Check Valves

Discussion in 'Air Pumps' started by Special, Dec 23, 2009.

  1. SpecialNew MemberMember

    This might be a silly question, but I'm going to ask anyway...

    I've only read that I need check valves if my air pump is below water level. Does that mean it is not needed if my air pump is above water level?

    Check valves are quite inexpensive, yes? I think I will invest any way since I'd rather spend a few dollars than ruin my pumps and have to replace them for many more dollars.
  2. steed1172Well Known MemberMember

    yup if your air pump is above water level your fine without one as water USUALLY flows down... not up, and check valves are pretty cheap and worth it. in case your water decides to flow up, or something crazy like that.

    when you have water up to the top and pump stops the water could start a siphon this is why you place in the check valve ^.^
  3. NutterFishlore VIPMember

    I mount all my airpumps at least 6inches above the water level. I've had water back siphon through an airline left hanging out of the tank a few inches above water level too many times not to mount my pumps higher. Some check valves are not as good as others. I used to have one of my pumps under the tank in the cabinet with check valves on each of the outlets. During a blackout the water pump got filled with water & flooded the inside of my cabinet. Luckily I noticed what was happening fairly quickly & the damage was limited. I even got the pump working again, though it is a bit noiser than it used to be. I like the valves with the little springs in them. I havn't had one of those fail on me before. The ones that just have a little bit of silicone or whatever the stuff is forming a cone in them are the ones that leaked on me & they have all been thrown out.
  4. steed1172Well Known MemberMember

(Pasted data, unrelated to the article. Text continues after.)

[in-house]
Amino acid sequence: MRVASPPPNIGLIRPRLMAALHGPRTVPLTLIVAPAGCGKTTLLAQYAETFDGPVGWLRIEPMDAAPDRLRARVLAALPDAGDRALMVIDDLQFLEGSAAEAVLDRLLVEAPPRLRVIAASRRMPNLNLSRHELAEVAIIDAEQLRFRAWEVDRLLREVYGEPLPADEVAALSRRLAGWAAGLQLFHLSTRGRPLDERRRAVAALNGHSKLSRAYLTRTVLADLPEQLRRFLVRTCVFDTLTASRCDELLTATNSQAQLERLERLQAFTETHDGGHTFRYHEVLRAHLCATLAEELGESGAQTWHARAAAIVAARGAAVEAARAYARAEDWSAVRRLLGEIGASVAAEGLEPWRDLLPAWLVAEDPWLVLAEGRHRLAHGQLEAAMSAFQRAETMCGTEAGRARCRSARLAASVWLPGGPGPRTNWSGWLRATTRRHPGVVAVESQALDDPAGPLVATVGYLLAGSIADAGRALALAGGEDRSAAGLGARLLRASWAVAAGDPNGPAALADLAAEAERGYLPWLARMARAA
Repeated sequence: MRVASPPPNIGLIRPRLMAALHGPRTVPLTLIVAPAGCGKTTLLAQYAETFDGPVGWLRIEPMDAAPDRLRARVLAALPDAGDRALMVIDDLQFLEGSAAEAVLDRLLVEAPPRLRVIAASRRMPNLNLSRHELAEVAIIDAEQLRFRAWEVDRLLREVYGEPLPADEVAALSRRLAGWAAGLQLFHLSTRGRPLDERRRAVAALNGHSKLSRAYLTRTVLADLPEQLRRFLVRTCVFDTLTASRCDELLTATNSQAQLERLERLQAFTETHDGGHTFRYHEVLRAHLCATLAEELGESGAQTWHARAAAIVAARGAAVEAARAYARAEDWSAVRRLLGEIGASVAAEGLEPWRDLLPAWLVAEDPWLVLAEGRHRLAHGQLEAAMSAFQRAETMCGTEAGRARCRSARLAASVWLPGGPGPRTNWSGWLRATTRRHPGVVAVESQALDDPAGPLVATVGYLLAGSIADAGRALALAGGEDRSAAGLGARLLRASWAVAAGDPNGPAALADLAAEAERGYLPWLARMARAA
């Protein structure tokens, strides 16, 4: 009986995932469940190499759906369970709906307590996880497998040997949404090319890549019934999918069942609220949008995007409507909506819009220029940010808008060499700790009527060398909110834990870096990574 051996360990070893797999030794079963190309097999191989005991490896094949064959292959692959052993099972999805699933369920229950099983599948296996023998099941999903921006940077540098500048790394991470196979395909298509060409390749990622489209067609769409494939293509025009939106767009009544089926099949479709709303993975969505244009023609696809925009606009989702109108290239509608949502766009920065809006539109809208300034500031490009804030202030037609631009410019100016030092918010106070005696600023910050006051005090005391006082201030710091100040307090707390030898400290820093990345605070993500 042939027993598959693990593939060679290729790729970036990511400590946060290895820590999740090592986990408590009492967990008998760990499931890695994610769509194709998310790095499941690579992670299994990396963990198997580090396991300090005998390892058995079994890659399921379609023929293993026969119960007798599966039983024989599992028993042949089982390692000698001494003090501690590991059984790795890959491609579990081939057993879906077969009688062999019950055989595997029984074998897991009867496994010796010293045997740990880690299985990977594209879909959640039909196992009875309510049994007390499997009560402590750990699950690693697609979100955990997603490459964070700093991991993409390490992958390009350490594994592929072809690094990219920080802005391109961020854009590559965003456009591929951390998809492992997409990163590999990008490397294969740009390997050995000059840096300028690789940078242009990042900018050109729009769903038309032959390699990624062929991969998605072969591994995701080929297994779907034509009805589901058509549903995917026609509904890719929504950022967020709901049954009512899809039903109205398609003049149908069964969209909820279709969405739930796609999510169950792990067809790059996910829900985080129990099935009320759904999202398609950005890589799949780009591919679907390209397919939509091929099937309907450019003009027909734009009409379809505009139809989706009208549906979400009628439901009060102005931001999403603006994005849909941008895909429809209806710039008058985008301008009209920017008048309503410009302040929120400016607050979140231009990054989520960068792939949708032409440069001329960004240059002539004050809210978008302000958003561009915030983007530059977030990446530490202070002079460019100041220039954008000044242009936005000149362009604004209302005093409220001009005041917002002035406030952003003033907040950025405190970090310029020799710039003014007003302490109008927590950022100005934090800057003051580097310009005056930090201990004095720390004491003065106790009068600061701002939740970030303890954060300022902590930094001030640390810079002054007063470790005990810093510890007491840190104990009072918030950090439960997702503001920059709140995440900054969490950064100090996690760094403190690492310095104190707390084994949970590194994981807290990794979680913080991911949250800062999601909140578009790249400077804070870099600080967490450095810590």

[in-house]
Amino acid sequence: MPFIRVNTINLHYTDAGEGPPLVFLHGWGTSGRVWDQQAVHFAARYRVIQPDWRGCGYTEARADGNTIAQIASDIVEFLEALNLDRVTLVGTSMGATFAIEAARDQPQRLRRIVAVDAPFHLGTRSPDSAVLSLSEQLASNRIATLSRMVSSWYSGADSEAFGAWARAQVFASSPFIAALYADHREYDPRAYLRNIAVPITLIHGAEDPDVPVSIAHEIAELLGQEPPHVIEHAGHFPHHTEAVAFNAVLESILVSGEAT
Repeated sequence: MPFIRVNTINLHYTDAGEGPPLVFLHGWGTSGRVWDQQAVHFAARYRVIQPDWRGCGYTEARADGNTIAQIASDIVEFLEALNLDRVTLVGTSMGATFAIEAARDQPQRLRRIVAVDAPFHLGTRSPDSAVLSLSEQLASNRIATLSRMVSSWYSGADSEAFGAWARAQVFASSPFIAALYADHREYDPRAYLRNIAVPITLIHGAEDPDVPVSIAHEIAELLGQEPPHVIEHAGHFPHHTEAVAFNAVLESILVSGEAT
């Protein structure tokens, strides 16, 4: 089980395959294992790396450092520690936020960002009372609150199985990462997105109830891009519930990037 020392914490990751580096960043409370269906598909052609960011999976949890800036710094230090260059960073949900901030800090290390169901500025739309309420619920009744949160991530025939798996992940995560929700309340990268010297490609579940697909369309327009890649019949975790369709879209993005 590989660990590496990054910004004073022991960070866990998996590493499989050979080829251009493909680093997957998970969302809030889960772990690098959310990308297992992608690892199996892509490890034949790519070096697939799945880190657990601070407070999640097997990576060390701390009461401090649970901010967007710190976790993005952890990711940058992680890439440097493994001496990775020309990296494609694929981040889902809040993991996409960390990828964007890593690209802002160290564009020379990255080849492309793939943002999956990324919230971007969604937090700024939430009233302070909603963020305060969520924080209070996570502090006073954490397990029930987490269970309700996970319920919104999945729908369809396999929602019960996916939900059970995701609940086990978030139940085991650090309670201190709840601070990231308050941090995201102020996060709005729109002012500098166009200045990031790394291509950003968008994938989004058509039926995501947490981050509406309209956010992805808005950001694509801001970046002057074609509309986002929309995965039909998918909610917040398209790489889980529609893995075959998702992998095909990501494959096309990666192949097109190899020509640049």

ouch.... good job on fixing it again(noise is just life)... now i haz a question...should more than one check valve be installed? or would they interfere with each other?
  5. NutterFishlore VIPMember

    I would just use one on each line. I don't think it would intefere with the airflow but I don't think there would be much benefit to using two on each line either. Better to just have the pump above the water line & use quality check valves.
  6. flyin-loweWell Known MemberMember

    For the money I always use them. Years ago I had my air pumps on a shelf over 6 inches above the tank. Somebody (not me) knocked one of the pumps off somehow and didn't pick it up. It came unplugged when it fell and started emptying my tank. Before that I never used them, now my air pump sits on the floor anyways so its a must.
  7. michael68Valued MemberMember

    I always install a check valve just before the tube enters the water.
  8. ilikefishValued MemberMember

    Also note that with an air check valve you get a 35% reduction in air power. Just keep that in mind. Personally I think its unnecessary. Even if you loose electricity or the pump quits the laws of physics wouldn't allow the water to flow up the hose above the water line. But you may want to do it if you'd like to be on the safe side.

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